and it'll create the appropriate package for you to install. The package will be inside the build directory.

In my system (Ubuntu 11.04), it created a package called hpccsystems-platform-community_3.3.0-1trunk-Debugnatty_amd64.deb.

Installing the package

The HPCC package has dependencies built in, and your system might not have them all (you can have the source package in order to build, but not the library package installed by your package manager, for example).

Install the package:

sudo dpkg -i hpccsystems-platform-community_6.0.0-trunk0trusty_amd64.deb

(note that the name of the package you just built will depend on the branch you checked out, the distro, and other options).

Now fix any missing dependencies:

sudo apt-get -f install

(see here for Ubuntu based installation).

Starting the services

If your installation succeeded, you should see the service in /etc/init.d (or /etc/rc.d/init.d on RPM based distros) called hpcc-init. This service follows the standard Linux service interface, where you can use commands like:

sudo /etc/init.d/hpcc-init status
sudo /etc/init.d/hpcc-init start
sudo /etc/init.d/hpcc-init stop

Use hpcc-init start and make sure there are no error messages. If everything went ok, check that the cluster is up and running by visiting the admin page on your browser.

To create a development installation on Linux

Building a development installation for quick startup and debugging is very similar to the normal build process. The only major difference are the flags passed to the invocation of cmake to build your make files, and instead of doing a make package you run make install and make configure. There are two key cmake variables that must be set, and some optional variables depending on the environment you're building in.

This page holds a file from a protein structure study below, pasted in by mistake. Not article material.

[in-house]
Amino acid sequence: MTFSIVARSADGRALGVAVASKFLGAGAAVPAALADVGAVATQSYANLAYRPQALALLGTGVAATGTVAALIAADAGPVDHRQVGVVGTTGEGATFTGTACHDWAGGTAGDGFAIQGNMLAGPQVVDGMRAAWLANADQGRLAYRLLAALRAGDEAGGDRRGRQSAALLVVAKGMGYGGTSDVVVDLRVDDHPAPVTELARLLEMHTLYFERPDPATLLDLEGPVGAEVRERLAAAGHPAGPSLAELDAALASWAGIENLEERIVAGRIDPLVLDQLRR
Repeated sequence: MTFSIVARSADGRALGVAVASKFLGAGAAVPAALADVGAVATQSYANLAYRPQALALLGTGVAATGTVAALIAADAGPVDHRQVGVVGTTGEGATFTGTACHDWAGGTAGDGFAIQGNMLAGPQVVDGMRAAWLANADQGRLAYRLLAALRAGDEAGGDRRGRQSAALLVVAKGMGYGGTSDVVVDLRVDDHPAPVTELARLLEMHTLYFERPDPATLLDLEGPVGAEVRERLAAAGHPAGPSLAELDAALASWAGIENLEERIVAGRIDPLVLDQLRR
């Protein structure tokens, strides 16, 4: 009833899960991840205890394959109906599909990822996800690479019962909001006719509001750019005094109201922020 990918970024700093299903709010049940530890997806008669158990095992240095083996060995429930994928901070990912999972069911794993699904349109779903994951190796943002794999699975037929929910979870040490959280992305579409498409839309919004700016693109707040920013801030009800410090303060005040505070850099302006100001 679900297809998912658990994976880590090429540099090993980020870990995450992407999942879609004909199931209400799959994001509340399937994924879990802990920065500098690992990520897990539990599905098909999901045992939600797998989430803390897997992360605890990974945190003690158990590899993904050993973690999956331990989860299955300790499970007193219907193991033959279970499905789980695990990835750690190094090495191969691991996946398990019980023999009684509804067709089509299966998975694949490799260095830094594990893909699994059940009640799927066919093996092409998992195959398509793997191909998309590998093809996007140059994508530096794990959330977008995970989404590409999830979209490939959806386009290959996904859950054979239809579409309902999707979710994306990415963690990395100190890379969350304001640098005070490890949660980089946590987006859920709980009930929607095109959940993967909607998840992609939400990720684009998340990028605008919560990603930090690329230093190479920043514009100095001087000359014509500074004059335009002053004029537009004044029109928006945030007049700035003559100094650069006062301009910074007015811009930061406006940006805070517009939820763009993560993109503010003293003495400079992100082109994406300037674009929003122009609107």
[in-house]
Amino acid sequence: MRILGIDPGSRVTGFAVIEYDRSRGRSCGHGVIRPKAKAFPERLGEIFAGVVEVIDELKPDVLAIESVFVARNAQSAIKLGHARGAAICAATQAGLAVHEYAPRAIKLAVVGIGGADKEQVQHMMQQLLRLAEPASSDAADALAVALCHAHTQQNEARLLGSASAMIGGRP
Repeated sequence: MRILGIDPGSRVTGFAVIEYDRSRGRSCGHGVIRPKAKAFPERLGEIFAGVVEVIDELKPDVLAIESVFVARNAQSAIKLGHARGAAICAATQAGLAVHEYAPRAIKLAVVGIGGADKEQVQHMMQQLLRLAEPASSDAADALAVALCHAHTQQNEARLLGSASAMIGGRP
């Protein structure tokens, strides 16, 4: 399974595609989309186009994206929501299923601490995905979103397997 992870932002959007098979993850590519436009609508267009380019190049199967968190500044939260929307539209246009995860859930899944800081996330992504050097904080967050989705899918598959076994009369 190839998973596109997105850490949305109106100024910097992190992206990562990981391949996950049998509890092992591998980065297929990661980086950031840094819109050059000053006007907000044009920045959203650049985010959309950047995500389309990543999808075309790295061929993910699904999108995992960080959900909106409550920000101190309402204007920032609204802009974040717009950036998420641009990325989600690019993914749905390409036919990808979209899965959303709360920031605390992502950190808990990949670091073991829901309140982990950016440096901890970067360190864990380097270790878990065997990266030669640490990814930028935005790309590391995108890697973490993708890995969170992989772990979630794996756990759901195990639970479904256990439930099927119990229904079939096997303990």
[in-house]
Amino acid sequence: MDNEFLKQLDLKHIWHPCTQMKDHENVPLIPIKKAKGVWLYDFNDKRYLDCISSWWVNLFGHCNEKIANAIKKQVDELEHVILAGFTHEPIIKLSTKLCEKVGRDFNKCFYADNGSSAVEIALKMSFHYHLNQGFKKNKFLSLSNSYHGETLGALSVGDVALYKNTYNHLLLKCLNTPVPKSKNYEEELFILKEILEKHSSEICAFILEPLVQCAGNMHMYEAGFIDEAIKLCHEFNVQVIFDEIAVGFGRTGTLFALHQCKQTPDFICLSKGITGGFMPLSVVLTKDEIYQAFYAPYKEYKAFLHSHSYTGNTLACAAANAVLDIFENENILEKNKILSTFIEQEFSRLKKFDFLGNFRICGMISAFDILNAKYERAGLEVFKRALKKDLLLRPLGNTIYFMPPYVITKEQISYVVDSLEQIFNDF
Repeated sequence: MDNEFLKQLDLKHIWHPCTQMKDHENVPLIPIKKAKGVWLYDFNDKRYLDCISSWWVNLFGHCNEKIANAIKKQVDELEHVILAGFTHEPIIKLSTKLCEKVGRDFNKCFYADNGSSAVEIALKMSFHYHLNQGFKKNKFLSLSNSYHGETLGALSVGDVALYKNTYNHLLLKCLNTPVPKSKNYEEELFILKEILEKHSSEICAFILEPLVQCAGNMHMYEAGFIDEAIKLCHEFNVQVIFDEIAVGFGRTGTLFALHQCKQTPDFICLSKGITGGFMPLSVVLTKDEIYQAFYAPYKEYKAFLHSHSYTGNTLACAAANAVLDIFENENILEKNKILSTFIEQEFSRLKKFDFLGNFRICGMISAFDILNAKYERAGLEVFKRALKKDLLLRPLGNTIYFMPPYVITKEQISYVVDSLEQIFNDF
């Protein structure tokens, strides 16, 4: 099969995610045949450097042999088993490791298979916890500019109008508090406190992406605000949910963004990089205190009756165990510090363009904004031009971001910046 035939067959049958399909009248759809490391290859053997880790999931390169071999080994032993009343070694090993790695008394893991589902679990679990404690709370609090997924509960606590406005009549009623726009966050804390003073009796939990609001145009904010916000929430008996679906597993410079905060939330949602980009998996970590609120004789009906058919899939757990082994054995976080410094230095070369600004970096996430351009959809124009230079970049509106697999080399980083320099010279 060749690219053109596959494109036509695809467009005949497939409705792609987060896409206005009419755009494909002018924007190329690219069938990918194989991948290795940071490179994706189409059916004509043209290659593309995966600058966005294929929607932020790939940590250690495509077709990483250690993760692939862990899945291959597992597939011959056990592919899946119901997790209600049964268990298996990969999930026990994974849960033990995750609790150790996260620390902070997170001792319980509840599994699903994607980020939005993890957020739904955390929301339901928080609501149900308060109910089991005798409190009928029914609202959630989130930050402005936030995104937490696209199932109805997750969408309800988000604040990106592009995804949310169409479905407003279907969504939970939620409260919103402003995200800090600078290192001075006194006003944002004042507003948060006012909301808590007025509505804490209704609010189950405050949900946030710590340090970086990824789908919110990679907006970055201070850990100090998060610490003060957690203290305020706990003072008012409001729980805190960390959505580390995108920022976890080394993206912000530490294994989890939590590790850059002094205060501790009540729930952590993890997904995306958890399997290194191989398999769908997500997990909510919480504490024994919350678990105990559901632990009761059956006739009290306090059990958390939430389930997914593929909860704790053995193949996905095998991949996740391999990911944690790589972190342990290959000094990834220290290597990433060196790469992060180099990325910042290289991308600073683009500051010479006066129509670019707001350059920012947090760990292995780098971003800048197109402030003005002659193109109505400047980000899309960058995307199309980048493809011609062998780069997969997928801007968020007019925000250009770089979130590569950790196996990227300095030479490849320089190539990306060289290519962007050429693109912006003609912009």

DESTDIR=/home/user/path
RUNTIME_USER=<my_user>
RUNTIME_GROUP=<my_alternate_group> (optional)
HOME_DIR=/path/to/alternate/home/directory (optional)

Destdir is used for the new root installation path of your build. For instance if you set DESTDIR=/home/user/runtime, then everything will be laid down there as though it was root. Then in order to start the platform, you simply need to call the hpcc-init script directly from /home/user/runtime/etc/init.d/hpcc-init. It is important that you do not set the DESTDIR environment variable in your shell. Allow cmake to handle DESTDIR, not the shell environment.

Runtime User is generally your user name. This will allow you to run the entire platform as your user instead of as root. Running as root will mess up your runtime environment as certain files will be owned by root on creation instead of ${USER}. Never run as root when doing a development build.

Runtime group is optional and is for environments like OSx where your Runtime User and Runtime Group aren't both set to your user name.

The Home directory is a useful variable if you have the home path for your environment set to a non-standard location such as /mnt/disk1/home/my_user. It is important to remember that the DESTDIR should most likely match this path in most situations. If the HOME_DIR is standard, this will be done by default for you. Otherwise look to manipulate this variable.

Example:

cmake -DDESTDIR=$HOME/runtime -DRUNTIME_USER=$USER ../HPCC-Platform/
make install #instead of make package, will also include configure target

TODO

  • How to cross compile to other architectures
  • More Windows details